The Use of 5-aminolevulinic Acid (ALA) as an Intraoperative Tumor Marker for Resection of Pediatric Central Nervous System (CNS) Tumors (5-ALA)
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|ClinicalTrials.gov Identifier: NCT02050243|
Recruitment Status : Unknown
Verified January 2014 by michal roll, Tel-Aviv Sourasky Medical Center.
Recruitment status was: Not yet recruiting
First Posted : January 30, 2014
Last Update Posted : January 30, 2014
Surgery is the cornerstone treatment of most pediatric CNS tumors, including astrocytomas, ependymomas, medulloblastomas, and many other pathologies.
In most pediatric CNS tumors, the aim of surgery is maximal tumor resection, while preserving neurological function. Extent of tumor residual has been shown to be a major prognostic factor for progression free survival (PFS), and survival in several malignant and low-grade tumors such as medulloblastomas, ependymomas, and astrocytic tumors.
5-aminolevulinic acid (5-ALA) has been shown to be valuable in intraoperative marking of various cancers. Following oral admission, during surgery, the tumor tissue is illuminated by blue light. Tumor cells tend to metabolize 5-ALA to a porphyrin named protoporhyrin IX (PpIX). PpIX reacts with the blue light and emits a pinky color (- fluorescence). This enables the surgeon to better identify tumor cells and perform a more extensive resection.
Over recent years, many studies have proven the efficacy using 5-ALA for resecting various intracranial and spinal tumors, thus achieving a better tumor control.
In the suggested study, we propose using the same technique for various pediatric central nervous system tumors.
We will focus on the correlation between various pathologies and the fluorescence, trying to deduce the role of 5-ALA in resection of specific pathologies.
Also, we will study the safety of 5-ALA use in the pediatric population.
|Condition or disease||Intervention/treatment||Phase|
|Central Nervous System Tumor, Pediatric||Drug: 5ALA||Phase 1 Phase 2|
Following the above general description, eligible children will receive 5-aminolevulinic acid (5ALA) prior to surgery.
During surgery, careful attention will be payed to the fluorescence from the tumor, as well as the ability to differentiate between tumor and non tumorous tissue.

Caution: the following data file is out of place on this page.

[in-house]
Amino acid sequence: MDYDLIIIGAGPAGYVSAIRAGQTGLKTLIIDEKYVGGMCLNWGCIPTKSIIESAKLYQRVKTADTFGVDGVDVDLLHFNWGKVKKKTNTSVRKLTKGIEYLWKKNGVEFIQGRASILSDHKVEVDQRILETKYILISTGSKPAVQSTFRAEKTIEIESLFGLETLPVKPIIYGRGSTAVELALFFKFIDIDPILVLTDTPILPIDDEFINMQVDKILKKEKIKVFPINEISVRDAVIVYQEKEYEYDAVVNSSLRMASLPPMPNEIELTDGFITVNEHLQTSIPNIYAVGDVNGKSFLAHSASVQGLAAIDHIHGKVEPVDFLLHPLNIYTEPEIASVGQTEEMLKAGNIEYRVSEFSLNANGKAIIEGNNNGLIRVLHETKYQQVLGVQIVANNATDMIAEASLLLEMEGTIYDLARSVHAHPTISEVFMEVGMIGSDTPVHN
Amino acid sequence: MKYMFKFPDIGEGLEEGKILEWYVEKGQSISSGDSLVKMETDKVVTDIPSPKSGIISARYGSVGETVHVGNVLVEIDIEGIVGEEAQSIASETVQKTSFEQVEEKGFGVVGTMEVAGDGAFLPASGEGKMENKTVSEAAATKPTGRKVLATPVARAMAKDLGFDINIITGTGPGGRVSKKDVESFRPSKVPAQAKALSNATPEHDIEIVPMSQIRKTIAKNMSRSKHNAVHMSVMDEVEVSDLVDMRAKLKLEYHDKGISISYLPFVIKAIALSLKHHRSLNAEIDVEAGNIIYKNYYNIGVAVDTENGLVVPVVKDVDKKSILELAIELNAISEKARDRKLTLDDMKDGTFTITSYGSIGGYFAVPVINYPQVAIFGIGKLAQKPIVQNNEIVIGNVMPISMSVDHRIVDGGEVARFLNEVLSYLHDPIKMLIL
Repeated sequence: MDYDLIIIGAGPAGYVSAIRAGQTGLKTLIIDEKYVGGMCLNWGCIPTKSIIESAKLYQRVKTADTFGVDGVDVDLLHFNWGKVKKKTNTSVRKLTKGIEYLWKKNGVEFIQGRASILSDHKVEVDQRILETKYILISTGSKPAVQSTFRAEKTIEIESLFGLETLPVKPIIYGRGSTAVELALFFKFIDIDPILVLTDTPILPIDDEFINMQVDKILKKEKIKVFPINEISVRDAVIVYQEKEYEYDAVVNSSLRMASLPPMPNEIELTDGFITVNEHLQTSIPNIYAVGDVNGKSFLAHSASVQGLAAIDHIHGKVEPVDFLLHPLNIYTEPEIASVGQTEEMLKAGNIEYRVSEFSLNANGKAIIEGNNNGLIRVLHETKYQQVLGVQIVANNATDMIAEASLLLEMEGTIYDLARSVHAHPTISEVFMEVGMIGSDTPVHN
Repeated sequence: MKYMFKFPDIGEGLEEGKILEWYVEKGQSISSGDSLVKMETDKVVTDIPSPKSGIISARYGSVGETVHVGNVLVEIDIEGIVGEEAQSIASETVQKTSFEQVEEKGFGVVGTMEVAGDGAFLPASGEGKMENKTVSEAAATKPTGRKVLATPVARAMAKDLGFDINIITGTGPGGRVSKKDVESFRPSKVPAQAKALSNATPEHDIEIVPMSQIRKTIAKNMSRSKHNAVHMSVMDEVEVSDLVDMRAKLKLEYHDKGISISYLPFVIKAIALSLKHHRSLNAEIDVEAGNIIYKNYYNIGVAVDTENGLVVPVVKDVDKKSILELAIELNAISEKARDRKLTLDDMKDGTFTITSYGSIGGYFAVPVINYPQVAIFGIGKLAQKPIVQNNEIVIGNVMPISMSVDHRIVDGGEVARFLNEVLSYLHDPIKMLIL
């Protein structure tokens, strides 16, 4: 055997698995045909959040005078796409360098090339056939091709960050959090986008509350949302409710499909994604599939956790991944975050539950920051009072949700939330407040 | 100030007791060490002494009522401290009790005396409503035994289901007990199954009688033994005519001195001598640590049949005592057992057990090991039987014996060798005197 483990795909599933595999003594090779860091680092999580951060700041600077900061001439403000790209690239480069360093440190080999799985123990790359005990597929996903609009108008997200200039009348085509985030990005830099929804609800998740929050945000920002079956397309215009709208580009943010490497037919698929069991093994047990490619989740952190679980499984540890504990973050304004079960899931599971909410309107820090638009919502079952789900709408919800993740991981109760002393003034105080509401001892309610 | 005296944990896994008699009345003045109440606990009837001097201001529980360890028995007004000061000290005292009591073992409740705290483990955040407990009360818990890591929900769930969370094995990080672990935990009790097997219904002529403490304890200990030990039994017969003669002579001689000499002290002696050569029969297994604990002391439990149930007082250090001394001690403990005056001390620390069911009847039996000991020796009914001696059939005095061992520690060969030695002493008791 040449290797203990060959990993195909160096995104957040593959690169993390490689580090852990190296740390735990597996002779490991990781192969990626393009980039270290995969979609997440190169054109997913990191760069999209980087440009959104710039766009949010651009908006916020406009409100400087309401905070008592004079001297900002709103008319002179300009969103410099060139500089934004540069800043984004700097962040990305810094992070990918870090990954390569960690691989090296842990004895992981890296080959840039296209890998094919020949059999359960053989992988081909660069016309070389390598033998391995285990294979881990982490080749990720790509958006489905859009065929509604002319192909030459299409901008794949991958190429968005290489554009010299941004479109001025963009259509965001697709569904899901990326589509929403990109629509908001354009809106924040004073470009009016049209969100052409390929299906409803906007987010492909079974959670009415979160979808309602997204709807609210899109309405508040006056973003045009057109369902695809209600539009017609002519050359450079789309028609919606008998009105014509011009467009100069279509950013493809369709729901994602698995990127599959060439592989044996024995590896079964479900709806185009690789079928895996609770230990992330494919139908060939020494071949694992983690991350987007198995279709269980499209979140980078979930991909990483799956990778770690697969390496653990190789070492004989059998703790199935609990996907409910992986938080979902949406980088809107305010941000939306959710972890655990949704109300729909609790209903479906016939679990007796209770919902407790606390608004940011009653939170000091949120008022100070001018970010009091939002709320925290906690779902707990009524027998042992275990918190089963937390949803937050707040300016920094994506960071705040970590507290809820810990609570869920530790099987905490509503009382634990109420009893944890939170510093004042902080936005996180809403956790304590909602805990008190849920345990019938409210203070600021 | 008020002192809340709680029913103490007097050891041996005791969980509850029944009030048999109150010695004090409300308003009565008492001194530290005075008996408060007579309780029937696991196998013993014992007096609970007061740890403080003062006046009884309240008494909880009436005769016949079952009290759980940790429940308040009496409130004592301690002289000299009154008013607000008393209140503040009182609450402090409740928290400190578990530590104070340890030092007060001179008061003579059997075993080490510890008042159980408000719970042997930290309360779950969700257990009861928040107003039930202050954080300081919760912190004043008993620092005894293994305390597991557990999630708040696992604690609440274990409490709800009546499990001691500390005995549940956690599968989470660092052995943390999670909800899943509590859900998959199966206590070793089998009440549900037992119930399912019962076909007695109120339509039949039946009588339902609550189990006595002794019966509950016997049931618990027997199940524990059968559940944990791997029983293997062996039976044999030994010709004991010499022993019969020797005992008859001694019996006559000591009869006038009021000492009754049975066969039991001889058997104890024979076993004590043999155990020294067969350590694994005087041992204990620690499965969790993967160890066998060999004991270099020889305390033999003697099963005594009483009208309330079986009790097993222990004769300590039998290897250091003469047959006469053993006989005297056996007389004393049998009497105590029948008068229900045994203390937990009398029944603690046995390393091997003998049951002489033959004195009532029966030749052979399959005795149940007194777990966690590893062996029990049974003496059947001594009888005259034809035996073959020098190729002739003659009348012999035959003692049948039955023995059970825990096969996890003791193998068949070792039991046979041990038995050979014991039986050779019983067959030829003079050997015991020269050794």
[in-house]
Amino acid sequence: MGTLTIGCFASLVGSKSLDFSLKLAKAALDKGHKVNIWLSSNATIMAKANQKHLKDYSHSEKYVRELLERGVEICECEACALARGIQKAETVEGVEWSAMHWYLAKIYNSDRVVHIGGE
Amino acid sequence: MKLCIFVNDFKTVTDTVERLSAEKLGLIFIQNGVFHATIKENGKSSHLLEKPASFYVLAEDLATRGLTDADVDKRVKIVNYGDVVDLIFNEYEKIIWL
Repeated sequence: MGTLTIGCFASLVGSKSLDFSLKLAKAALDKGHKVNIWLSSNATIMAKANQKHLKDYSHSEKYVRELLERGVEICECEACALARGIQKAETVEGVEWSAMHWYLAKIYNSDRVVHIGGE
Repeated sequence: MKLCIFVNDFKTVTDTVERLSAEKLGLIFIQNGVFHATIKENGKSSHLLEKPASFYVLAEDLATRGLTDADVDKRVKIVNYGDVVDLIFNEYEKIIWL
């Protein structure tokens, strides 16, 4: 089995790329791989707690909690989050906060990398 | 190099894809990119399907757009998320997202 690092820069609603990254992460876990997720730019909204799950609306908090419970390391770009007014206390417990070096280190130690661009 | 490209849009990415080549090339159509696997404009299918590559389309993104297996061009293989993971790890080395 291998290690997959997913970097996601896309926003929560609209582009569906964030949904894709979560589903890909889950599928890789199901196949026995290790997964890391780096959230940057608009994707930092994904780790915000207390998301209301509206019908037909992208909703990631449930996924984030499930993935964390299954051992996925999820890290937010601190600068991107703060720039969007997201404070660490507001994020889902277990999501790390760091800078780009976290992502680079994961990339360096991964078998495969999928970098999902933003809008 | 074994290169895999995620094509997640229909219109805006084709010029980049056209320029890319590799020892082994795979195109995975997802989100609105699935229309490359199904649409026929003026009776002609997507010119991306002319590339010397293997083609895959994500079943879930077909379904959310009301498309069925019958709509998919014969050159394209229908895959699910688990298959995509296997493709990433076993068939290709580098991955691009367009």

Comparisons between fluorescence and pathologies will be performed. Additionally, careful documentation of side effects will be done, to increase the safety of 5ALA use.
|Study Type :||Interventional (Clinical Trial)|
|Estimated Enrollment :||100 participants|
|Intervention Model:||Single Group Assignment|
|Masking:||None (Open Label)|
|Official Title:||The Use of 5-aminolevulinic Acid (ALA) as an Intraoperative Tumor Marker for Resection of Pediatric CNS Tumors|
|Study Start Date :||February 2014|
|Estimated Primary Completion Date :||February 2016|
|Estimated Study Completion Date :||February 2017|
All included patients will receive 20mg/kg of 5ALA (oral suspension) about 3 hours prior to surgery
20mg/kg of oral suspension of 5ALA
- sensitivity of 5ALA fluorescence to intraoperatively detect pediatric CNS tumor tissue [ Time Frame: up to 2 weeks ]about 3hour following the 5ALA admission, the patient undergoes surgery. during surgery, global impression of tumor fluorescence will be appreciated (none, inhomogenous, intense homogenous) additionally, tumor samples will be taken from various regions, including various fluorescence regions, to try and correlate tumor regions (e.g. necrosis and viable tumor) with fluorescence (and measure the sensitivity of the 5ALA to the specific tumor)
- number of patients with 5ALA related side effects [ Time Frame: 2 weeks ]
5ALA is known to cause skin hypersensitivity reaction following direct sun light exposure, during the first 48 hours after admission. also, transient elevation in liver enzymes have been documented.
the investigators will supervise these reactions during the postoperative phase
To learn more about this study, you or your doctor may contact the study research staff using the contact information provided by the sponsor.
Please refer to this study by its ClinicalTrials.gov identifier (NCT number): NCT02050243
|Contact: Jonathan Roth, MDfirstname.lastname@example.org|
|Department of pediatric neurosurgery|
|Tel-Aviv, Israel, 64239|
|Contact: Jonathan Roth, MD 972-524262095 email@example.com|
|Principal Investigator: Jonathan Roth, MD|
|Sub-Investigator: Shlomi Constantini, MD, MSc|
|Sub-Investigator: Liana Beni-Adani, MD|